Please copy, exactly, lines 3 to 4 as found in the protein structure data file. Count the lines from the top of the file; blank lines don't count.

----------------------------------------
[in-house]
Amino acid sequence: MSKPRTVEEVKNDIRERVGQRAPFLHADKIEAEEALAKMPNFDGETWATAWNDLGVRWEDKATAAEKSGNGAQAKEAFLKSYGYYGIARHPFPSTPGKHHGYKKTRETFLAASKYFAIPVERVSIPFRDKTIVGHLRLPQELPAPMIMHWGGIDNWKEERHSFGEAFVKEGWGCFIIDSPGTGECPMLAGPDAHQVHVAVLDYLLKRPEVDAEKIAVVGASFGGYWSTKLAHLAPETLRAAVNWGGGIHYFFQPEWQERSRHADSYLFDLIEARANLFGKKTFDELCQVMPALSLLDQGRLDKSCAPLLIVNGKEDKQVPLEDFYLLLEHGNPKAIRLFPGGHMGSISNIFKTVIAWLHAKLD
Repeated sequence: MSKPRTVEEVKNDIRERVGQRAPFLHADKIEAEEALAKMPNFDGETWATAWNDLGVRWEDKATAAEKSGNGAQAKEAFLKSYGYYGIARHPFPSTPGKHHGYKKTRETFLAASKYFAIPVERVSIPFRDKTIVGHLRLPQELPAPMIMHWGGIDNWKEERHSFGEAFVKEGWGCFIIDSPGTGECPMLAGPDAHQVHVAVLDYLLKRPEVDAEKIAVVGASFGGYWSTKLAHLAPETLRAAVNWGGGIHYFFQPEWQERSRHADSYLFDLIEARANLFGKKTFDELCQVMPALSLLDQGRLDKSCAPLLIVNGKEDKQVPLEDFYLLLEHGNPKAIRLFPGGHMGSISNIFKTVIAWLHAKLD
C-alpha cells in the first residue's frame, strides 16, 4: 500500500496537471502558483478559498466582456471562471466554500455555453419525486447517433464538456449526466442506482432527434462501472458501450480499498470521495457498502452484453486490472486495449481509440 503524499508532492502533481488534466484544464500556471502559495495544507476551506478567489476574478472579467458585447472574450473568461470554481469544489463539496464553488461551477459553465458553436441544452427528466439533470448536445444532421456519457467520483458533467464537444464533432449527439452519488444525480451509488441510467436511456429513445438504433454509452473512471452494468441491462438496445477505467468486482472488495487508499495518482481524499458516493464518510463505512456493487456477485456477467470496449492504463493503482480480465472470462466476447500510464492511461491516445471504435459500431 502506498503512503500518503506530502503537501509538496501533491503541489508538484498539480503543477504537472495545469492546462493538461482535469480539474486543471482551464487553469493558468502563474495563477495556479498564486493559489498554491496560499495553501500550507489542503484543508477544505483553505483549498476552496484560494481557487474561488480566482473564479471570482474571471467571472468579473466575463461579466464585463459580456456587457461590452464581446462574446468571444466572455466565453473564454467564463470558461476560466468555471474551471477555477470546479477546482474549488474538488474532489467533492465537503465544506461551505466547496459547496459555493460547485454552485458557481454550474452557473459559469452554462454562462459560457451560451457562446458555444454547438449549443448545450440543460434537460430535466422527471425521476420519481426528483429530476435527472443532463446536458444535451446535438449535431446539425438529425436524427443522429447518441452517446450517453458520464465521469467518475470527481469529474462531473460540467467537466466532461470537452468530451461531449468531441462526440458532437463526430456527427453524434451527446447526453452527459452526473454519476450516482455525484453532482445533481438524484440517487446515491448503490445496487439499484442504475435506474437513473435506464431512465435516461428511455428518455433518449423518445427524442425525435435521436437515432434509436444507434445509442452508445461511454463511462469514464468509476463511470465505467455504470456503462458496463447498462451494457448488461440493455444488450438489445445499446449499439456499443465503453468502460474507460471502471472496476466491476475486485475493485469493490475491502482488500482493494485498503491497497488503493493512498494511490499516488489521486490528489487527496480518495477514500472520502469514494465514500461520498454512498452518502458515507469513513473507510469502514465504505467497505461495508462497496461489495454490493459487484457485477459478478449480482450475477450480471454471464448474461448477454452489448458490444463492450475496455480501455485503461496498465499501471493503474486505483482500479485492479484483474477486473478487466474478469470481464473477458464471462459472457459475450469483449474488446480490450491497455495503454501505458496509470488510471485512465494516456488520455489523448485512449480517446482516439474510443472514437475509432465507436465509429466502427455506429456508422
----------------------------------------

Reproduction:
Repeated sequence: MSKPRTVEEVKNDIRERVGQRAPFLHADKIEAEEALAKMPNFDGETWATAWNDLGVRWEDKATAAEKSGNGAQAKEAFLKSYGYYGIARHPFPSTPGKHHGYKKTRETFLAASKYFAIPVERVSIPFRDKTIVGHLRLPQELPAPMIMHWGGIDNWKEERHSFGEAFVKEGWGCFIIDSPGTGECPMLAGPDAHQVHVAVLDYLLKRPEVDAEKIAVVGASFGGYWSTKLAHLAPETLRAAVNWGGGIHYFFQPEWQERSRHADSYLFDLIEARANLFGKKTFDELCQVMPALSLLDQGRLDKSCAPLLIVNGKEDKQVPLEDFYLLLEHGNPKAIRLFPGGHMGSISNIFKTVIAWLHAKLD
C-alpha cells in the first residue's frame, strides 16, 4: 500500500496537471502558483478559498466582456471562471466554500455555453419525486447517433464538456449526466442506482432527434462501472458501450480499498470521495457498502452484453486490472486495449481509440 503524499508532492502533481488534466484544464500556471502559495495544507476551506478567489476574478472579467458585447472574450473568461470554481469544489463539496464553488461551477459553465458553436441544452427528466439533470448536445444532421456519457467520483458533467464537444464533432449527439452519488444525480451509488441510467436511456429513445438504433454509452473512471452494468441491462438496445477505467468486482472488495487508499495518482481524499458516493464518510463505512456493487456477485456477467470496449492504463493503482480480465472470462466476447500510464492511461491516445471504435459500431 502506498503512503500518503506530502503537501509538496501533491503541489508538484498539480503543477504537472495545469492546462493538461482535469480539474486543471482551464487553469493558468502563474495563477495556479498564486493559489498554491496560499495553501500550507489542503484543508477544505483553505483549498476552496484560494481557487474561488480566482473564479471570482474571471467571472468579473466575463461579466464585463459580456456587457461590452464581446462574446468571444466572455466565453473564454467564463470558461476560466468555471474551471477555477470546479477546482474549488474538488474532489467533492465537503465544506461551505466547496459547496459555493460547485454552485458557481454550474452557473459559469452554462454562462459560457451560451457562446458555444454547438449549443448545450440543460434537460430535466422527471425521476420519481426528483429530476435527472443532463446536458444535451446535438449535431446539425438529425436524427443522429447518441452517446450517453458520464465521469467518475470527481469529474462531473460540467467537466466532461470537452468530451461531449468531441462526440458532437463526430456527427453524434451527446447526453452527459452526473454519476450516482455525484453532482445533481438524484440517487446515491448503490445496487439499484442504475435506474437513473435506464431512465435516461428511455428518455433518449423518445427524442425525435435521436437515432434509436444507434445509442452508445461511454463511462469514464468509476463511470465505467455504470456503462458496463447498462451494457448488461440493455444488450438489445445499446449499439456499443465503453468502460474507460471502471472496476466491476475486485475493485469493490475491502482488500482493494485498503491497497488503493493512498494511490499516488489521486490528489487527496480518495477514500472520502469514494465514500461520498454512498452518502458515507469513513473507510469502514465504505467497505461495508462497496461489495454490493459487484457485477459478478449480482450475477450480471454471464448474461448477454452489448458490444463492450475496455480501455485503461496498465499501471493503474486505483482500479485492479484483474477486473478487466474478469470481464473477458464471462459472457459475450469483449474488446480490450491497455495503454501505458496509470488510471485512465494516456488520455489523448485512449480517446482516439474510443472514437475509432465507436465509429466502427455506429456508422